Governments can finance the higher military spending associated with interstate war through a combination of cutting nonmilitary spending, imposing higher taxes, borrowing, and adopting an inflationary monetary policy. We argue that the incentives of survival-motivated leaders influence the strategies governments use to fund their war efforts and that regime type conditions the use of some finance strategies. Consistent with our expectations, we find that fighting an interstate war is associated with greater reductions in nonmilitary spending in dictatorships than in democracies and that contemporary democracies and dictatorships have largely avoided financing their wars through tax increases and inflation. We find little support for the argument that democracies finance their interstate wars through greater debt than nondemocracies.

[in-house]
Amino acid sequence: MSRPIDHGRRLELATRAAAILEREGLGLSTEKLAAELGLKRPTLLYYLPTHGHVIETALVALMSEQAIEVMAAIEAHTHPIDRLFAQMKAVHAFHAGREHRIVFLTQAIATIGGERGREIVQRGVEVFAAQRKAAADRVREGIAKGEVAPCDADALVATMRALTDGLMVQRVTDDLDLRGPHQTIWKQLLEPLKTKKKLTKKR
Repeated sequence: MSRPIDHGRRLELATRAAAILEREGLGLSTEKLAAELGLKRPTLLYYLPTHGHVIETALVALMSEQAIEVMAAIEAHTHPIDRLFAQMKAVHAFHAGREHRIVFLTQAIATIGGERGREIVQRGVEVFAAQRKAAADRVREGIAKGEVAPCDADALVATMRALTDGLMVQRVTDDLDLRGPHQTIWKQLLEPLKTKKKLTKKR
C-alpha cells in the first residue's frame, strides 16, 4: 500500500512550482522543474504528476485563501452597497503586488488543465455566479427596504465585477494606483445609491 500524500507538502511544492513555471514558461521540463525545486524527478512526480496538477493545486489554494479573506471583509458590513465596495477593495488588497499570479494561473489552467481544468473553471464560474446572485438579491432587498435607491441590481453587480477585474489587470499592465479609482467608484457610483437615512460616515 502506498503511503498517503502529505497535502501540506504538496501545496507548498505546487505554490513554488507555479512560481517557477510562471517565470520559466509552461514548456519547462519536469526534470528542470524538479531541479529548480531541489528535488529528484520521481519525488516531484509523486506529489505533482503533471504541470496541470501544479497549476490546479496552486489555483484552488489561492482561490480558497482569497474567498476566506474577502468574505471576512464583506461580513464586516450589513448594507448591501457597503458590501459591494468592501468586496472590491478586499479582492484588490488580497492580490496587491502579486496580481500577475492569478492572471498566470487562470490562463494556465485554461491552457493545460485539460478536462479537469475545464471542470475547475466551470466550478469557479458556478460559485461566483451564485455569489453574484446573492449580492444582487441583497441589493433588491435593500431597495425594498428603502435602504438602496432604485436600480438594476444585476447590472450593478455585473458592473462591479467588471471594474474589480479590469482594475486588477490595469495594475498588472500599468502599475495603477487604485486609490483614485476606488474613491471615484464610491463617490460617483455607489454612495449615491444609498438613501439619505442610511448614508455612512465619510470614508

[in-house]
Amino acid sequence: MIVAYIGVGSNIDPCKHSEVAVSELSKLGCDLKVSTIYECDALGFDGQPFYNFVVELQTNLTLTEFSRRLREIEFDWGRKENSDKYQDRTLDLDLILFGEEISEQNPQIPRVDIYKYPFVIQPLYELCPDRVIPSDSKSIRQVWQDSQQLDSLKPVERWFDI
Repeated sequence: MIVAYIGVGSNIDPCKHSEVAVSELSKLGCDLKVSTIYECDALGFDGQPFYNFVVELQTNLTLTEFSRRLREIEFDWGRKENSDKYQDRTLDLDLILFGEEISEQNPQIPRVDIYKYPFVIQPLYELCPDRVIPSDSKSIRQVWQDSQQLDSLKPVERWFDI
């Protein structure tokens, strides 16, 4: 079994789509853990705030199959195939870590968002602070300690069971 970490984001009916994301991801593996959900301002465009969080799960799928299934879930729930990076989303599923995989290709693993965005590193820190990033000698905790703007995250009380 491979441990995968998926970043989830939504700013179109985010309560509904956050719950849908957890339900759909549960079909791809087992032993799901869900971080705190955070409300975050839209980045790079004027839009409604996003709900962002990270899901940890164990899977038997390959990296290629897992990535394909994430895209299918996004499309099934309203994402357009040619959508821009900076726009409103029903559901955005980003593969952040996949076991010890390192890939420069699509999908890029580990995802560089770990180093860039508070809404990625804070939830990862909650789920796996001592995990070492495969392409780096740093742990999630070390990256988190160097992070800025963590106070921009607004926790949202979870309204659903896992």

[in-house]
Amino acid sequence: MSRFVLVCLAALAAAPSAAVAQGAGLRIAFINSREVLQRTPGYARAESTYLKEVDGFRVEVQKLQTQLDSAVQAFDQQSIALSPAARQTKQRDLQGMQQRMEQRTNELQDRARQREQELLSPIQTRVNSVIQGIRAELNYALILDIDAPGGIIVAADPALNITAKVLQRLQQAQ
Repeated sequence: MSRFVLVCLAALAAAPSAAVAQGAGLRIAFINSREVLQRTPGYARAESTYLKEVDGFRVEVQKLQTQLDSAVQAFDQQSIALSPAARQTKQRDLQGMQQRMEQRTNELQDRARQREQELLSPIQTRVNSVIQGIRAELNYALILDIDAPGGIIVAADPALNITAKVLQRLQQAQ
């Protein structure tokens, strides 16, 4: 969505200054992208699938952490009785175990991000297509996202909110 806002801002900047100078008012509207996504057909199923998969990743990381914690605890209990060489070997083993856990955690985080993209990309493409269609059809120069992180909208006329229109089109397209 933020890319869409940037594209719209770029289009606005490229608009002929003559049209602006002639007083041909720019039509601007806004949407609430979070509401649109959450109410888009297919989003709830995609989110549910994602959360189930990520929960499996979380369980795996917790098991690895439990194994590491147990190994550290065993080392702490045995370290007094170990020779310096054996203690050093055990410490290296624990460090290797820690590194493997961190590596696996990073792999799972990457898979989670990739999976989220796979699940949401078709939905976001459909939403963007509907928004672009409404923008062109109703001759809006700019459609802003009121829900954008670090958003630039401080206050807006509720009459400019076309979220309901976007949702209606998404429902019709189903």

All Science Journal Classification (ASJC) codes
- Political Science and International Relations